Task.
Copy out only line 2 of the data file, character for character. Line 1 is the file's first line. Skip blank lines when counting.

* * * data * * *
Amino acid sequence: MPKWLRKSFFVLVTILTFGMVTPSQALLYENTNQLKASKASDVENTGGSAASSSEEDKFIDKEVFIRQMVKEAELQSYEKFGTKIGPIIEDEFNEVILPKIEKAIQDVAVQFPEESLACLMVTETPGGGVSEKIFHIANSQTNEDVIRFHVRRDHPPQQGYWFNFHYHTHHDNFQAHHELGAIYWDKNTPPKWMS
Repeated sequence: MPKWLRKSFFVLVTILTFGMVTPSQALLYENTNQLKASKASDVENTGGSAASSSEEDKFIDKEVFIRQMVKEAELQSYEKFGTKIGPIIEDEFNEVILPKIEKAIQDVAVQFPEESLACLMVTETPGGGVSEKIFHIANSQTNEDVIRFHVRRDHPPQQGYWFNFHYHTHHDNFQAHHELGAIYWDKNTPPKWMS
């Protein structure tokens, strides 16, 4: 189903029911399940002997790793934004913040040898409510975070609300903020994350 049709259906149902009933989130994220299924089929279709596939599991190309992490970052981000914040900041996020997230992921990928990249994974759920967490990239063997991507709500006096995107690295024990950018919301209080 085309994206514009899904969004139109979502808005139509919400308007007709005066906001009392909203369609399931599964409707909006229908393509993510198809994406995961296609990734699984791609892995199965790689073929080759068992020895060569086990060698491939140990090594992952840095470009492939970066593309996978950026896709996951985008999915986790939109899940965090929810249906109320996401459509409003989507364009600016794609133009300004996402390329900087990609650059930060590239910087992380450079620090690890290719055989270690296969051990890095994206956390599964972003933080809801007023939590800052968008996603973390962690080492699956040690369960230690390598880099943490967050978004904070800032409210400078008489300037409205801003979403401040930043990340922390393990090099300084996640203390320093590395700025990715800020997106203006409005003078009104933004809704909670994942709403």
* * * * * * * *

Repeated sequence: MPKWLRKSFFVLVTILTFGMVTPSQALLYENTNQLKASKASDVENTGGSAASSSEEDKFIDKEVFIRQMVKEAELQSYEKFGTKIGPIIEDEFNEVILPKIEKAIQDVAVQFPEESLACLMVTETPGGGVSEKIFHIANSQTNEDVIRFHVRRDHPPQQGYWFNFHYHTHHDNFQAHHELGAIYWDKNTPPKWMS